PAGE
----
Afro-futurism and Black Horror
Tananarive Due, an author and faculty member at UCLA, and Bree Newsome explore the healing power of horror and science fiction as tools for addressing erasure and creating visionary roadmaps to black liberation. A fun discussion that ranged from Black Panther and Get Out to Octavia Butler novels. Following a short presentation from each, they opened it for questions on a wide-ranging number of topics. As an avid reader of genre fiction, I have made a conscious effort to include more narratives written by people of color. For example, in the last year I have read Jade City by Fonda Lee, The Poppy War by R.F. Kuang, The Obelisk Gate by N.K. Jemisin, Binti by Nnedi Okorafor, An Unkindness of Ghosts by Rivers Solomon, Everfair by Nisi Shael, The Salt Roads by Nalo Hopkinson, and The Three-Body Problem by Liu Cixin. Through these stories, new insights and experiences are opened up to help me to grow and learn.
Alignment, Alignment, Alignment! Institutional Changes, Performance Measures, and Population Outcomes
In this session presented by Kien Lee, Nora Liu, and Marcella Hurtado Gomez we learn about measuring racial equity. They have developed an instrument to review structural racism through policies, practices, and procedures that benefit (intentionally or unintentionally) white people in our organizations. The tool proactively seeks to eliminate racial inequities and advance equity. It identifies clear goals, objectives, and measurable outcomes. Developed from Race Forward’s Model of Change (normalizing the work, organizing the work, and operationalize the work). This team offered us six stages for racial equity.
Articulate the change desired by the community
Determine the ecosystem and identify and analyze the relevant data
Engage the community
Determine organizational strategies to end racial disparities and ensure equitable outcomes to opportunities and resources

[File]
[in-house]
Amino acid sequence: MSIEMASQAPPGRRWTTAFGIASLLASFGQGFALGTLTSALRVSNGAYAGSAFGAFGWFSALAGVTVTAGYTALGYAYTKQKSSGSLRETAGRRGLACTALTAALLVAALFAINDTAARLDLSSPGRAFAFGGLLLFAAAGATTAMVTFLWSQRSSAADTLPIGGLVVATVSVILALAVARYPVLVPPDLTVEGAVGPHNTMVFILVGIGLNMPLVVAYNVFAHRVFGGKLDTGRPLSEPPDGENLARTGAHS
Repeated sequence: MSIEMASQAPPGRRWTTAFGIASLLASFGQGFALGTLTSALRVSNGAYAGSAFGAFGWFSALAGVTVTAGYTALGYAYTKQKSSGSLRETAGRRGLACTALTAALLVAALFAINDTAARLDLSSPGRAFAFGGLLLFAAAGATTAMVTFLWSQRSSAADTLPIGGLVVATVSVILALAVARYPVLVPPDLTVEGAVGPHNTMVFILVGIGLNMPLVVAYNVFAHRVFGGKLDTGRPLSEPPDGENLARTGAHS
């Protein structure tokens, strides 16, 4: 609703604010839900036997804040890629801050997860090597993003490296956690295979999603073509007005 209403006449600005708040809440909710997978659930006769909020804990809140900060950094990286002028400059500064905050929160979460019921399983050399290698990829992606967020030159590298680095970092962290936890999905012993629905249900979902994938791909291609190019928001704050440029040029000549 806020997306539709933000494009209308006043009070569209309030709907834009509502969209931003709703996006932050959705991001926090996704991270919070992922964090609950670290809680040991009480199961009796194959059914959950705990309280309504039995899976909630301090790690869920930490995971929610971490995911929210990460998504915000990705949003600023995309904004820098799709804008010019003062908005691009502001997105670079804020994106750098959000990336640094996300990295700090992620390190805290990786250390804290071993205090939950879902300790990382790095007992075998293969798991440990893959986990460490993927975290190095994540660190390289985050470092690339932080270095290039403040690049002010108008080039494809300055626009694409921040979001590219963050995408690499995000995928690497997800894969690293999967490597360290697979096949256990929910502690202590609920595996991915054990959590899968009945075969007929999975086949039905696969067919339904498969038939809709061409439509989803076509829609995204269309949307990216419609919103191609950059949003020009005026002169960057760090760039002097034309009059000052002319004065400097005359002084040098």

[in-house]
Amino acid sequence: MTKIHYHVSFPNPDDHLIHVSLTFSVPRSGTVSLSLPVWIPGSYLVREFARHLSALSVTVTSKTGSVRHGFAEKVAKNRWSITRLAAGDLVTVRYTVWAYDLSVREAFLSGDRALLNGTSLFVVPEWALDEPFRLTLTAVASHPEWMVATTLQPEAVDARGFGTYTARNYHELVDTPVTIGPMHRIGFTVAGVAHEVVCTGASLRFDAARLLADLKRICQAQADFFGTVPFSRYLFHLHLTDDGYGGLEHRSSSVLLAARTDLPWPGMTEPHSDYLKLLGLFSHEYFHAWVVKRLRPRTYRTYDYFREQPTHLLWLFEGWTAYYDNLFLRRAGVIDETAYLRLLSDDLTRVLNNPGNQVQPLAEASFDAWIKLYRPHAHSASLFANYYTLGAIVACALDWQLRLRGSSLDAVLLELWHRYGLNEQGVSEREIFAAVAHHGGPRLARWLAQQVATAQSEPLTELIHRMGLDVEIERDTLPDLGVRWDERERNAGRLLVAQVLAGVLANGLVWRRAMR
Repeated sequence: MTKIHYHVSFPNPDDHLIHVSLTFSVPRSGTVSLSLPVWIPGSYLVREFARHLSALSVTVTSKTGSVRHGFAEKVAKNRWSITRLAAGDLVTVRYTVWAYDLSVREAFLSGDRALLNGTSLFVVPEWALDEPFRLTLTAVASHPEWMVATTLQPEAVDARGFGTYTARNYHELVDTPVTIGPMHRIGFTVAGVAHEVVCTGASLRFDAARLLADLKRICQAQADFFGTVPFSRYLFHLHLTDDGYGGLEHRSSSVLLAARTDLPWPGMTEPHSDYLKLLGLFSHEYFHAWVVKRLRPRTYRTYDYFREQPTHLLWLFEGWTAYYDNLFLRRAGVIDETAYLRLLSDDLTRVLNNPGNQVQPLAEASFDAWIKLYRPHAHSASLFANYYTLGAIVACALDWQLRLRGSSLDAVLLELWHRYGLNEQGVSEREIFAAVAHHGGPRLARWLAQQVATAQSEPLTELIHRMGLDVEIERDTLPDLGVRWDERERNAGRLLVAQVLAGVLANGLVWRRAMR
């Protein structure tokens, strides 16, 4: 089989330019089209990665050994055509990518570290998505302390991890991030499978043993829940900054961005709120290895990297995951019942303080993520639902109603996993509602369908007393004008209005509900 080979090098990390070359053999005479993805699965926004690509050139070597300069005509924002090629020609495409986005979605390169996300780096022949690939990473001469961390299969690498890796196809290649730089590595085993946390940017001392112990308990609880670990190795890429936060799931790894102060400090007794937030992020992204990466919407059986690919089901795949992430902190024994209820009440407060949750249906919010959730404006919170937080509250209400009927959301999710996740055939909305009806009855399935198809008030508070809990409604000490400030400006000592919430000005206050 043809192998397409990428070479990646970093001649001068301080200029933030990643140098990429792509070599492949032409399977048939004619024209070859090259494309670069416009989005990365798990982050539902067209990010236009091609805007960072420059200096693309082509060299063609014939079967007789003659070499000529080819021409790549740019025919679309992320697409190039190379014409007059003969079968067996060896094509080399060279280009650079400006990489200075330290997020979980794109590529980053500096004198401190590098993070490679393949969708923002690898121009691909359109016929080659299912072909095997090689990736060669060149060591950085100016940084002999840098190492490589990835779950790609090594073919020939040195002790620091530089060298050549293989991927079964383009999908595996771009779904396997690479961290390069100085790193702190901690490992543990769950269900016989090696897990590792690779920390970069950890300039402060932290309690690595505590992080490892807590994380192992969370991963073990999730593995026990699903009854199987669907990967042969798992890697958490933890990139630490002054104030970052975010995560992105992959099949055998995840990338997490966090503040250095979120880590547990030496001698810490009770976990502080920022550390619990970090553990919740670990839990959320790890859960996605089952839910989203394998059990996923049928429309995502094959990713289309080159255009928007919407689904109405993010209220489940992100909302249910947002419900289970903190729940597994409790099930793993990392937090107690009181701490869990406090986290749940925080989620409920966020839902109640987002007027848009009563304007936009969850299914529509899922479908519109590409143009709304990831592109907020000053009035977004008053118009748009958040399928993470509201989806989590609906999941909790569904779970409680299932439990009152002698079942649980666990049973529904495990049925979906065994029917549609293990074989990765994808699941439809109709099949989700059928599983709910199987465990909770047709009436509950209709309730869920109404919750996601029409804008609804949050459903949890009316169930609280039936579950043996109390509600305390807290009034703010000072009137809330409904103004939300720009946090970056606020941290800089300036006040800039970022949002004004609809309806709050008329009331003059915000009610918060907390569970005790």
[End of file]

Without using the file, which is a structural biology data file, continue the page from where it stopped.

Develop, implement, and evaluate an action plan
Communicate about the plan’s progress and outcomes – be accountable
Each of these stages has their own process. It is iterative and this means you may go from one to four and then have to return to one again. This could occur anywhere along the path. It may feel overwhelming. It’s not going to change overnight. But we need to know we are on the path.
Flipping the Script: Developing and Deploying a Strategic Narrative for Transformative Change
Gerald Lenoir from the Haas Institute for a Fair and Inclusive Society presents findings based on the Blueprint for Belonging. This is a project in California to develop and begin to use a strategic narrative. A narrative to challenge the dominate view. The fundamental building blocks are to eliminate racialized inequality, an inclusive and responsive government, and empathy and bridging based identities. The last was the focus of the workshop. We had a great deal of interaction and conversation with others attending the workshop. One group exercise was to come up with a statement of who we are as group. The four of us (strangers) looked for our shared experiences, history, values, and visions for the future. It was a challenging exercise, but we came up with “A group who have all traveled internationally and work in the service to others and believe in justice, equity, compassion, nonviolence, and inclusion. To not causing harm and not pursuing harm. That all needs are met in a healthy society.”